By Louise Cripps, Investigations Editor
An Epigram investigation has shown that halls in the North Village residence have a greater independent school intake, ranging from 29 to 59 per cent. Only 26 per cent of all the students in halls are privately educated.
The halls of North Village residence, more fondly known as Stoke Bishop, hold a significantly higher proportion of students educated at independent schools. Halls in Stoke Bishop, which are predominantly catered, are notably more expensive than their City Centre counterparts.
Churchill Hall tops the chart this year, with a significant 59 per cent of its students having been independently educated. Wills follows with 54 per cent of its cohort from private schools.
Badock holds 49 per cent and Hiatt Baker 42 per cent. Durdham and University Hall, North Village’s non-catered halls, are lower, with the former 29 per cent privately educated and the latter 20 per cent.
The North Village residence website reads 'We're a diverse, inclusive and vibrant community.'
Halls located outside of this suburban residence have significantly lower proportions of privately educated students. Northwell House is the lowest with only 5 per cent of its residence from independent schools. The larger residences are also notably lower. Favell House holdings 13 per cent, Riverside 10 per cent and New Bridewell 17 per cent. The average intake of independently educated students for halls outside of Stoke Bishop is 14 per cent in 2018-2019.
The 93% club, a Bristol society 'concerned with providing a space for low income students to feel represented' commented on the findings. 'The 93% Club are shocked but not surprised by the findings of the state and private school divide in student accommodation'. They went on to note that 'the higher percentage of private school students living in Stoke Bishop is a barrier to those outside of this bubble.'
The society believe this will have an adverse effect on, 'financial and social inclusion, especially acknowledging how important first year accommodation is in forming friendships and shaping your university experience.'
'The higher percentage of private school students living in Stoke Bishop is a barrier to those outside of this bubble'
In urging future change they commented: 'Bristol University needs to take a greater responsibility in ensuring that University life in all respects is accessible and non-exclusionary for all students.'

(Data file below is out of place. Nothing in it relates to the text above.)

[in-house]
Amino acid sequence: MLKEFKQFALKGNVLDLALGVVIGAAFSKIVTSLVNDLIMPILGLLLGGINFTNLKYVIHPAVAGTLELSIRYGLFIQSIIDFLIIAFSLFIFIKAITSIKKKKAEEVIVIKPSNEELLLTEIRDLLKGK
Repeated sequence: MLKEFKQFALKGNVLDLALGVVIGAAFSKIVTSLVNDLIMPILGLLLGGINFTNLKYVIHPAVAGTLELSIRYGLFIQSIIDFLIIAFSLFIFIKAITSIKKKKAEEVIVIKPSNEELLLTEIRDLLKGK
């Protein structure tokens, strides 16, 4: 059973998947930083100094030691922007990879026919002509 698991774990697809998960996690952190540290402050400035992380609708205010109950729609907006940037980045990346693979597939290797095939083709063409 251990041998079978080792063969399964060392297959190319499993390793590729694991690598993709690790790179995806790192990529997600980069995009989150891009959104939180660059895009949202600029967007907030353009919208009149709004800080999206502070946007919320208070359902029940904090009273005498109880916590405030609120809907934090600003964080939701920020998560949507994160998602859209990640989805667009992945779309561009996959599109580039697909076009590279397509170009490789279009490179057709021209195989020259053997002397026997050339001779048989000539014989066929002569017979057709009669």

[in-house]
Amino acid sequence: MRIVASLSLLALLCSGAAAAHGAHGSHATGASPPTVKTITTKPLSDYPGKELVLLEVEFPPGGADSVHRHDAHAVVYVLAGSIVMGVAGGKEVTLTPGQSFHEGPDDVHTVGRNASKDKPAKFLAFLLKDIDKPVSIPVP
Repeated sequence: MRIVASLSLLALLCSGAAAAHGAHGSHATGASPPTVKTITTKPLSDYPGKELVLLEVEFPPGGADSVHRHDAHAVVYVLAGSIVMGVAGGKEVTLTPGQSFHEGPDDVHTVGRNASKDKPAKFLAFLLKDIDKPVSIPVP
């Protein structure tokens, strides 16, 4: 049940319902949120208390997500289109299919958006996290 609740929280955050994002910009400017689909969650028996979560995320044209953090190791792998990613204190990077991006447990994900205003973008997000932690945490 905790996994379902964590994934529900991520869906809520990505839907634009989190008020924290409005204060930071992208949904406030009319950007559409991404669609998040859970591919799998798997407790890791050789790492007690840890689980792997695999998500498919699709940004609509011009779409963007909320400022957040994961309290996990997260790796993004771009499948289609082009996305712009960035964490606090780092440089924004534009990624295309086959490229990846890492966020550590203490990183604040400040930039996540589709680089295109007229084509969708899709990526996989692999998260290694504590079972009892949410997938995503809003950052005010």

Halls prices between the villages are wide ranging. The average 'catered room with basin' in Badock and Hiatt Baker costs £7,559 per annum, whilst the same room in Wills and Churchill costs £8,080. Costs can rise further with a single catered studio apartment in Churchill Hall costing £10,551 per annum.
This cost difference is not merely down to the largely 'catered' status of north village. A self-catered room with basin in Hiatt Baker costs £6,492, but an equivalent room in Hillside Wood or Northwell House would cost £4,114.
A second-year history student, who was in the North Village residence last year, told Epigram: 'The class divide is so blatant. No joke it’s like the iron curtain between City Centre and Stoke Bishop'.
A student from Waverley House reported: 'It feels so elitist. Stoke Bishop has the most desirable halls, socially speaking, but they’re so expensive.' The same student argued that 'it prevents integration at University, you get whole social circles that are state or privately educated.'
Another student from Favell House described North Village residence as, 'a kiddies' members club; a protective bubble for all the rich kids.'
A University of Bristol spokesperson said: 'We aspire to a fully inclusive culture and when allocating students to residences strive for gender-balance, a mix of home and overseas students, as well as students from a variety of faculties.
'We recognise that some students have preferences for certain types of residences over others, and that this may partly relate to cost. This is something that we will continue to monitor and address where possible.
'We actively monitor costs against other institutions and other accommodation in the city and try to provide a range of rental offers to suit different students.'
Featured image: Cameron Scheijde / Epigram
Does the University have a problem with social stratification between halls?